What not to do.

Our attempts to change our spouse look something like this…

  • We point out the thing we think they need to change. (Maybe they just don’t see it.)
  • We try to convince them why our way of doing things is better. (Surely they will see the reasoning.)
  • We nag them into doing what we want them to do. (But we would never call it nagging. We’re just trying to help.)
  • We elevate the volume and the intensity of our communication. (They just need to know how serious we are about this.)
  • We withdraw and withhold the things that are important to them. (After all, if I can’t get what I want, they shouldn’t get what they want.)

If you’ve tried any or all of these tactics, you know that they’re not very effective. Even if they get you what you want, it will be a short-lived effort and a long-lived resentment.

What to do?

So what do you do if you want your spouse to change? Here it is…

If you want your spouse to change…you change!

I know this is not what you want to hear. (It’s not what I want to hear either!) But follow me on this…

Opposites attract when you’re dating, but after the honeymoon, opposites tend to aggravate. That’s when we start trying to change our spouse, so they will fit better with us.

But marriage is like a dance between two dance partners. If you don’t like the way your partner is dancing, you have three option:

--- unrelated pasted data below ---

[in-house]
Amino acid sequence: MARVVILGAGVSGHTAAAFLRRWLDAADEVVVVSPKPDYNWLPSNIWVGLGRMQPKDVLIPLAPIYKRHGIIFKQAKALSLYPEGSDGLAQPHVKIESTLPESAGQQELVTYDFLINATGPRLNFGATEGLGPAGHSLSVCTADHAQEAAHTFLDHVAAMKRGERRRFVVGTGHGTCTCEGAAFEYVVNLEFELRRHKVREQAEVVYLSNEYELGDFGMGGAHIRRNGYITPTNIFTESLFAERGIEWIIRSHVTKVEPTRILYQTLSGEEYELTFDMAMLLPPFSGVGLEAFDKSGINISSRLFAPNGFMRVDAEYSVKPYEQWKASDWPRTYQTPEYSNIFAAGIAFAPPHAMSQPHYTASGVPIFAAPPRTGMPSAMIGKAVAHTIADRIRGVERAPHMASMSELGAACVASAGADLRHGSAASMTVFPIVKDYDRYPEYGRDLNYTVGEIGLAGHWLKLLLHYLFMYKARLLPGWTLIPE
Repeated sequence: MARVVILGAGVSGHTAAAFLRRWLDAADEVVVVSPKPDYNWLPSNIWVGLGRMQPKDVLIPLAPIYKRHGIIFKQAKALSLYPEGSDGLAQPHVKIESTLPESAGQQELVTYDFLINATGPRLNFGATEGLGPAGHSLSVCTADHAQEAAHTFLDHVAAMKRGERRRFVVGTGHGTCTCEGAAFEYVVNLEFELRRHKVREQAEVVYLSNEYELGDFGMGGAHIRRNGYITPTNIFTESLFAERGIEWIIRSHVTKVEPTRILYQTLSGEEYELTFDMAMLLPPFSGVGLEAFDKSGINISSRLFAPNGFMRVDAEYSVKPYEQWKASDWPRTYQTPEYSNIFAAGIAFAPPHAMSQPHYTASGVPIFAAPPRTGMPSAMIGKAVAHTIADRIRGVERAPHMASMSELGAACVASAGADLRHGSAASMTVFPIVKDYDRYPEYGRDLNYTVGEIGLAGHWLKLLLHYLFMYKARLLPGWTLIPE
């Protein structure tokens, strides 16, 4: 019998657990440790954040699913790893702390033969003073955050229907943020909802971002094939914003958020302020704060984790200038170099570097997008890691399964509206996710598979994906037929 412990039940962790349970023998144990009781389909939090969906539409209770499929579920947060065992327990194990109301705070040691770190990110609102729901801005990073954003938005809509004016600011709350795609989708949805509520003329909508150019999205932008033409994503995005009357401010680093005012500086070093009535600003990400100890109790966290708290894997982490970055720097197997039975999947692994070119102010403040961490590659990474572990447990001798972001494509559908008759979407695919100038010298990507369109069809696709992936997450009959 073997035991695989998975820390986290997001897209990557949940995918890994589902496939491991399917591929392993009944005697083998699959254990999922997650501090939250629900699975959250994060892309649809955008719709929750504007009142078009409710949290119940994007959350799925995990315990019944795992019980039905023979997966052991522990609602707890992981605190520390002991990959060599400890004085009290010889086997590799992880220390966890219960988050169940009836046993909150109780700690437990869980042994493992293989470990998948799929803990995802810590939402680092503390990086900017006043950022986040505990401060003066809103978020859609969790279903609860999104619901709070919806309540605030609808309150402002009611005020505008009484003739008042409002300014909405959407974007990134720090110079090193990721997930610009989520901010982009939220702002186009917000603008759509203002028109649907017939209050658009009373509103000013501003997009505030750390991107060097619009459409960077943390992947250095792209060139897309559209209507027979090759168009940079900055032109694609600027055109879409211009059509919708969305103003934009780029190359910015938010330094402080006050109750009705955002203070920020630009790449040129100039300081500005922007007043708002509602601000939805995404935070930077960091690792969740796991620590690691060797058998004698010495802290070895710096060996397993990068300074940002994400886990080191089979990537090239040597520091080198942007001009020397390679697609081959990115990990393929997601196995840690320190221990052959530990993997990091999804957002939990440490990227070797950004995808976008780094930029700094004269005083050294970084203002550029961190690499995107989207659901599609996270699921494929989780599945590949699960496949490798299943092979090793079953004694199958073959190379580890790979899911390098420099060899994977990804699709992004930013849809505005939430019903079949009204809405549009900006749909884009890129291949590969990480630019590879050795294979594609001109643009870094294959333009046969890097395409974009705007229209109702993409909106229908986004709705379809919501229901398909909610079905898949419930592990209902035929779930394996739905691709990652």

• You can try to pressure your partner into dancing the way you want. But this is not really dancing. It’s wrestling.
  • You can ditch your partner for another who will dance the way you want. But this is not really dancing. It’s running.
  • Or you can change the way you’re dancing! This presents the greatest possibility of change. Your spouse doesn’t want to be forced into doing something different, any more than you do. But if you change the way you’re dancing, your partner will then have the freedom to choose their options.

Difference that frustrate you about your spouse may be due to something as simple as differences in personality or up-bringing. And you can’t do anything about those. But so often, your spouse is acting the way they are, because they are reacting to something you’re doing…or not doing.

  • They’re nagging you, because you’re not listening to them or doing what needs to be done.
  • They are ignoring you, because you’ve been ignoring them in some way.